In our March newsletter, we discussed a provision in the U.S. Citizenship and Immigration Services Handbook for Employers, Guidance for Completing Form I-9, which deals with a situation where an employee informs the employer that his or her identity is different from that previously used to complete Form I-9.  The Guidance states that: "In that circu...
A recent case illustrates important principles concerning whether an employer has equally applied its attendance policies, as well as its other work rules.  Watkins v. EFP, LLC, 125 FEP Cases 1756 (N.D. Ala. 2014).  The African-American plaintiff first contended that the employer treated him differently than a similarly-situated white employee w...
A couple of recent cases from the National Labor Relations Board (NLRB) create additional issues for employers when unionized employees refuse to take drug tests, and/or demand some type of representation prior to taking such tests.  Some 40 years ago the U.S. Supreme Court ruled in a case involving a unionized employer that, when an employee is ques...
Jim Wimberly attended a presentation by the General Counsel of the National Labor Relations Board, Richard Griffin, in San Diego, California, on November 11, 2015.  Griffin presented up-to-date election statistics on petitions filed for elections with the NLRB for the first six months under the new quickie election rules, running from mid-April to ...
During late November, at a conference at the American Bar Association’s Labor and Employment Law Section, Solicitor of Labor Patricia Smith, stated it was likely that the new white collar eligibility rules will not be issued until late 2016.  One of the reasons for the time frame is that DOL received approximately 270,000 comments about the pro...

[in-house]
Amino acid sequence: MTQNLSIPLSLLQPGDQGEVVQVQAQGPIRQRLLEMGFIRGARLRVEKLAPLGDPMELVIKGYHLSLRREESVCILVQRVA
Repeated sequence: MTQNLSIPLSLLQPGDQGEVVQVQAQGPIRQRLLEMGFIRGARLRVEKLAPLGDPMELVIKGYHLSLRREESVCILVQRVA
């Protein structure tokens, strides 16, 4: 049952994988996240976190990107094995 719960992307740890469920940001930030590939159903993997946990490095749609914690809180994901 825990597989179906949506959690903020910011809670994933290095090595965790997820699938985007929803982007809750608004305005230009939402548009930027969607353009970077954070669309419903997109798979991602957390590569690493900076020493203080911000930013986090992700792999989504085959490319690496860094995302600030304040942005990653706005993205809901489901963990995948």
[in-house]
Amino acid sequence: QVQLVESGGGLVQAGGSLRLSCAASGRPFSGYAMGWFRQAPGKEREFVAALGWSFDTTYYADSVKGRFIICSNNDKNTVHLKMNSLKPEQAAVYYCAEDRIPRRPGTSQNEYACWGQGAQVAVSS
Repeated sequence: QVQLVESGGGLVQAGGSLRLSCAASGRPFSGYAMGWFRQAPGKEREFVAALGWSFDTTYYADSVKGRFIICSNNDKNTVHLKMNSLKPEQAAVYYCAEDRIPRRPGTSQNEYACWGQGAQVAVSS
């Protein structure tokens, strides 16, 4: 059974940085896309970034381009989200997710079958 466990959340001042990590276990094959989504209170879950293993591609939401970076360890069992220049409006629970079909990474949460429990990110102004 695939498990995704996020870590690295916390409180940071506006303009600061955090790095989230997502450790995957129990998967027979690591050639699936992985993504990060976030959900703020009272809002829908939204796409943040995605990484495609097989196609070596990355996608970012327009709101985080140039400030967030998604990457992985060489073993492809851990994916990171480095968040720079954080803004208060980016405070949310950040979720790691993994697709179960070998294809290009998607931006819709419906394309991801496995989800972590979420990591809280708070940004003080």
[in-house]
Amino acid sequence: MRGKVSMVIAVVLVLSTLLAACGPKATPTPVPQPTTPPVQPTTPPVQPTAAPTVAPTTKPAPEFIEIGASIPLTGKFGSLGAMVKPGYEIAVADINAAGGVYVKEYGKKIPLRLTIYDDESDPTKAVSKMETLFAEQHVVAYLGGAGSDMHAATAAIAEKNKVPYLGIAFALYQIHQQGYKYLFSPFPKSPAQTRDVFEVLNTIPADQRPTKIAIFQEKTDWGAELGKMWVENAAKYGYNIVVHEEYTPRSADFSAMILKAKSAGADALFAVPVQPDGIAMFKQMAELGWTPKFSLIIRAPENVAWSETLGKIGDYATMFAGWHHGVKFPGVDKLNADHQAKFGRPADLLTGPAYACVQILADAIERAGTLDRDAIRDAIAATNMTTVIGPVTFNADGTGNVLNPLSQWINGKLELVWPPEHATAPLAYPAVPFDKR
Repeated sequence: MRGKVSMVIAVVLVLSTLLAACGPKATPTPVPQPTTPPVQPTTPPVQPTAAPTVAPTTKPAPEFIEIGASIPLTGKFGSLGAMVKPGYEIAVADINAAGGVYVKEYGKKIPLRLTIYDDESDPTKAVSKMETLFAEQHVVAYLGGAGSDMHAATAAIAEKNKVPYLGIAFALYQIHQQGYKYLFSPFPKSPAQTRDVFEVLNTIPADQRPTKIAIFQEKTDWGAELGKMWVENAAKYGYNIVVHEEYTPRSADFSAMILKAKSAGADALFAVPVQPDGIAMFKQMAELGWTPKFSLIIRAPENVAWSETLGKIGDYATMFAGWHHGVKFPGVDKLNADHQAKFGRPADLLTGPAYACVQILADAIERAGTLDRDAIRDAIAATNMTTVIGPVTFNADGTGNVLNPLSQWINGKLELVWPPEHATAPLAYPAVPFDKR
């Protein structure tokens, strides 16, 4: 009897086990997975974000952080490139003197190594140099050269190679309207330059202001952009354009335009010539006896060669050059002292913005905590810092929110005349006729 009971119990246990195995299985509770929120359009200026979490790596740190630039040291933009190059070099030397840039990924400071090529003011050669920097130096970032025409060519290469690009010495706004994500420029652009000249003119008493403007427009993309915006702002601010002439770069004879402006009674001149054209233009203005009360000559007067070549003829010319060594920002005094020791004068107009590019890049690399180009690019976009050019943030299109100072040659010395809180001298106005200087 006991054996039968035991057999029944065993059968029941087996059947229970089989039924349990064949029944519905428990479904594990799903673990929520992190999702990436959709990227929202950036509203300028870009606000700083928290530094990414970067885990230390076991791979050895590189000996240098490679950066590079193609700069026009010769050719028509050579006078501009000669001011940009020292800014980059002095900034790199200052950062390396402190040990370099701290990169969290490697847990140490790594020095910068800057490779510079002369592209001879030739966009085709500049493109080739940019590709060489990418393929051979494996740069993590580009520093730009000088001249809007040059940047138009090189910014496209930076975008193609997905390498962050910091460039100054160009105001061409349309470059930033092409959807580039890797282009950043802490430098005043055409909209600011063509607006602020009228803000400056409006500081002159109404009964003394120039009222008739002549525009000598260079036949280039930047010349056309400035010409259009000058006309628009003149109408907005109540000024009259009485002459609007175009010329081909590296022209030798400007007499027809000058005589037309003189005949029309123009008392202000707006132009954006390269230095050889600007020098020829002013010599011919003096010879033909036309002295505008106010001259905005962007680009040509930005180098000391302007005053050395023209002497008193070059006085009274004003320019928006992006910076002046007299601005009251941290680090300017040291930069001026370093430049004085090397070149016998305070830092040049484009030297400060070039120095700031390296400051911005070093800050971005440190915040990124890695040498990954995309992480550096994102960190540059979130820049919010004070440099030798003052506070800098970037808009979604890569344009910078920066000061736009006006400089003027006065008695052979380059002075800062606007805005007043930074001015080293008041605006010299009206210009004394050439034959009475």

Some employers forget that minimum wage laws do not allow employers to charge employees for the purchase or rental of the uniforms and possibly cleaning to the extent it causes an employee’s pay to fall below minimum wage or statutory overtime.  The situation particularly comes into play where employers charge employees a lump sum for uniforms ...
Each employer with 50 or more full-time employees (30 hours or more per week) must provide employee-specific information to the IRS about the health coverage offered during 2015, whether healthcare benefits are offered or not.  The employer must send a Form 1094-C to the IRS, which gives a company level overview of the benefits offered and hours work...
When an employer violates the I-9 paperwork or discrimination requirements, either USCIS (for paperwork violations) or the Office of Special Counsel for Immigration-Related Unfair Employment Practices (for discrimination violations) will initiate an action for penalties against the employer.  The employer has the opportunity to settle or to fight.&nb...
There seems to be a trend developing among many employers of eliminating annual performance reviews, and instead relying on more constant feedback.  Kiplinger reports that some 6% of Fortune 500 employers have recently eliminated the process and that many more are likely to follow.  The theory is that ongoing feedback on a quarterly, monthly or ...
Two little known aspects of the so-called "budget deal" of the Bipartisan Budget Act of 2015, significantly affect employment.  One provision amends the Federal Civil Penalties Inflation Adjustment Act of 1990 to require all agencies with civil monetary penalties covered by the statute to adjust those penalties to represent the change in the consumer...
ICE ISSUES GUIDANCE FOR EMPLOYERS CONDUCTING INTERNAL I-9 AUDITS Most employers conduct internal I-9 audits although they are not technically required by law.  On December 14, 2015, the U.S. Immigration Customs Enforcement (ICE) and Office of Special Counsel (OSC) issued guidance for employers conducting such audits. The guidelines suggest that an ...

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